Understanding how the brain’s complex map of neural connections actually works is one of the greatest challenges faced by scientists today, but new research by the University of New South Wales (UNSW) provides greater insight into how our brainwaves function when resting, and it could have huge implications for our understanding the brain's vast 'connectome'.
"It has been a mystery why these spontaneous patterns of brain activity occur when people are simply lying in a brain scanner not thinking about anything in particular and not doing any explicit task," said one of the researchers, psychologist Joel Pearson.
Pearson and his team created three-dimensional maps of the structures of 10 patients' brains using magnetic resonance imaging (MRI) and diffusion tensor imaging (DTI) techniques. "The MRI gave us the structure of their cortex - the wrinkly surface of the brain - and the DTI gave us an anatomical map of the underlying connections of the white matter in the brain," he says.
These 3D maps allowed them to see how differences in a person’s brain size and structure can create changes in the brainwaves produced while at rest. And it turns out that these resting brain patterns have been identified before in simple, universal rules of nature, known as harmonic waves.
"The patterns we predict with the harmonic waves on the human brain can be compared to the musical notes composing a complex musical piece; the building blocks of more complex patterns of brain activity," said lead author of the study, Selen Atasoy.
"Our results show the shape of the brain matters, in the same way that the… shape of a Stradivarius violin matters if you want to produce an exquisite sound when the strings are vibrated," added Pearson. "Interestingly, the same kinds of harmonic waves are thought to explain other self-organising phenomena in nature, such as the patterns that sand forms when sitting on a vibrating metal plate, or the development of biological patterns such as the stripes on tigers and spots on leopards."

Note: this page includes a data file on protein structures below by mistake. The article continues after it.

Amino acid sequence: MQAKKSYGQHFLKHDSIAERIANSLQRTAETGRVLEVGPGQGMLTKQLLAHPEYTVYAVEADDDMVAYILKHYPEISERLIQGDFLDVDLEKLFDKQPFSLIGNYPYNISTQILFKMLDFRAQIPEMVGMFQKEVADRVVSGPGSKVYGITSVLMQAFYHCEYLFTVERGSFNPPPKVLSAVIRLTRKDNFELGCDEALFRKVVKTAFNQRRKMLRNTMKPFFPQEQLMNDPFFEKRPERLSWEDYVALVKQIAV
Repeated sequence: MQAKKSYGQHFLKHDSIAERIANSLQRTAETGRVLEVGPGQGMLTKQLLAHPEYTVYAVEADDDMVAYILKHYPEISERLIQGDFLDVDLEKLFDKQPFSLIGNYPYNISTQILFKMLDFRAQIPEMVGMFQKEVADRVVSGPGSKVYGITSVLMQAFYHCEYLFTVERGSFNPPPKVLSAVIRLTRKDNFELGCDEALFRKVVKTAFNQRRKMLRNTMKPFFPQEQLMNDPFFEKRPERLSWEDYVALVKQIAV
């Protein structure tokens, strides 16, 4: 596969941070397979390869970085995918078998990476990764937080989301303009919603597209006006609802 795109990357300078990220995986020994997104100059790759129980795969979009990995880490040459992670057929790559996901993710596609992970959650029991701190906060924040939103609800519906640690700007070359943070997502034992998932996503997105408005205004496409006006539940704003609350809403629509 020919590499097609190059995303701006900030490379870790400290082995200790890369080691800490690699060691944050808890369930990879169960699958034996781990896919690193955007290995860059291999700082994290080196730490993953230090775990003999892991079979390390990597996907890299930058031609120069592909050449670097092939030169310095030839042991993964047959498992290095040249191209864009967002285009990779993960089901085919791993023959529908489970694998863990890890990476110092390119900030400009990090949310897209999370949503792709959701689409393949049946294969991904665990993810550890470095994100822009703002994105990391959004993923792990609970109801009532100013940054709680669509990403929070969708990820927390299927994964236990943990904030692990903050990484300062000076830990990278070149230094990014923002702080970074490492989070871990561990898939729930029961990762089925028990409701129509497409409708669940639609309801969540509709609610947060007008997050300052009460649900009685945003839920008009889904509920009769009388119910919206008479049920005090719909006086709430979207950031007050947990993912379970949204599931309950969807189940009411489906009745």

Although scientists have a good understanding of how individual neurons work, the collection of neurons together, and how they form coordinated activity, is still poorly understood. This research could help scientists figure out how small groups of neurons can create significant changes, and in turn control signals travelling around the brain.
"It could lead to a new way to diagnose disorders of consciousness by helping us understand the very complex patterns of brain activity associated with being aware and sentient," said Pearson. "The approach we developed also provides a new technique for analysing the enormous amount of data being generated on brain activity."
This research has been published in Nature Communications.